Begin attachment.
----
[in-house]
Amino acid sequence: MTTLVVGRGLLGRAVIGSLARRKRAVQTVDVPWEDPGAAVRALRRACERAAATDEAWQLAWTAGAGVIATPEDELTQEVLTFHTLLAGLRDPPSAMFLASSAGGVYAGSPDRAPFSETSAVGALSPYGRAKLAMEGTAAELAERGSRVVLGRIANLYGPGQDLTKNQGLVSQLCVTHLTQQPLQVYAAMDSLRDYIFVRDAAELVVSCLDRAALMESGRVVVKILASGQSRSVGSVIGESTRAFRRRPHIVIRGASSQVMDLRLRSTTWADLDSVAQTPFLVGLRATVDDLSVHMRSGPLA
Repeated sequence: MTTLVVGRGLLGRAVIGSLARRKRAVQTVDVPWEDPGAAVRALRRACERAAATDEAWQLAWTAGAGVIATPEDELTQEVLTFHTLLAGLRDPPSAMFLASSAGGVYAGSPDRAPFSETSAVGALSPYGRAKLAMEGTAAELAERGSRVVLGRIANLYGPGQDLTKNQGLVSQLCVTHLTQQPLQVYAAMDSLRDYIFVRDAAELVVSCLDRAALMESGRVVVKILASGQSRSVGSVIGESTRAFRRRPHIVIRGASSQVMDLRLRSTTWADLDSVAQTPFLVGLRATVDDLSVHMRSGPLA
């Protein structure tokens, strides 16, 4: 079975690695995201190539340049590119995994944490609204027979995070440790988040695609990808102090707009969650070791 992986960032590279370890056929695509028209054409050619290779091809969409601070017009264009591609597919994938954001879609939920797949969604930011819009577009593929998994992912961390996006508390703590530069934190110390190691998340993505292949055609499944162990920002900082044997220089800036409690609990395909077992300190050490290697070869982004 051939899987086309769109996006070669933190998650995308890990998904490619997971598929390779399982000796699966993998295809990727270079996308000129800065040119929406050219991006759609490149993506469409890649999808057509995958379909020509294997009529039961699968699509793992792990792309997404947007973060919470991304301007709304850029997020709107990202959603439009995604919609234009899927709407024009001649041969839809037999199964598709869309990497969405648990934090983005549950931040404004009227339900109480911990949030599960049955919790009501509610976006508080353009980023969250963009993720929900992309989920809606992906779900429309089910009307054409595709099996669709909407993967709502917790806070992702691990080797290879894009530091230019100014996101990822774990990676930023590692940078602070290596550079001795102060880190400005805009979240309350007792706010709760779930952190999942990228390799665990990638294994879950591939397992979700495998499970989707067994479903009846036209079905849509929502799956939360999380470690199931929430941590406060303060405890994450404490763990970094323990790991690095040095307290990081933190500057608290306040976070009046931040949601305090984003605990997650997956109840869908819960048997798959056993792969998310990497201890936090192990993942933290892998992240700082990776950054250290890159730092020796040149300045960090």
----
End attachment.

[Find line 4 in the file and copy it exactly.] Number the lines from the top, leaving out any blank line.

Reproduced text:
């Protein structure tokens, strides 16, 4: 079975690695995201190539340049590119995994944490609204027979995070440790988040695609990808102090707009969650070791 992986960032590279370890056929695509028209054409050619290779091809969409601070017009264009591609597919994938954001879609939920797949969604930011819009577009593929998994992912961390996006508390703590530069934190110390190691998340993505292949055609499944162990920002900082044997220089800036409690609990395909077992300190050490290697070869982004 051939899987086309769109996006070669933190998650995308890990998904490619997971598929390779399982000796699966993998295809990727270079996308000129800065040119929406050219991006759609490149993506469409890649999808057509995958379909020509294997009529039961699968699509793992792990792309997404947007973060919470991304301007709304850029997020709107990202959603439009995604919609234009899927709407024009001649041969839809037999199964598709869309990497969405648990934090983005549950931040404004009227339900109480911990949030599960049955919790009501509610976006508080353009980023969250963009993720929900992309989920809606992906779900429309089910009307054409595709099996669709909407993967709502917790806070992702691990080797290879894009530091230019100014996101990822774990990676930023590692940078602070290596550079001795102060880190400005805009979240309350007792706010709760779930952190999942990228390799665990990638294994879950591939397992979700495998499970989707067994479903009846036209079905849509929502799956939360999380470690199931929430941590406060303060405890994450404490763990970094323990790991690095040095307290990081933190500057608290306040976070009046931040949601305090984003605990997650997956109840869908819960048997798959056993792969998310990497201890936090192990993942933290892998992240700082990776950054250290890159730092020796040149300045960090």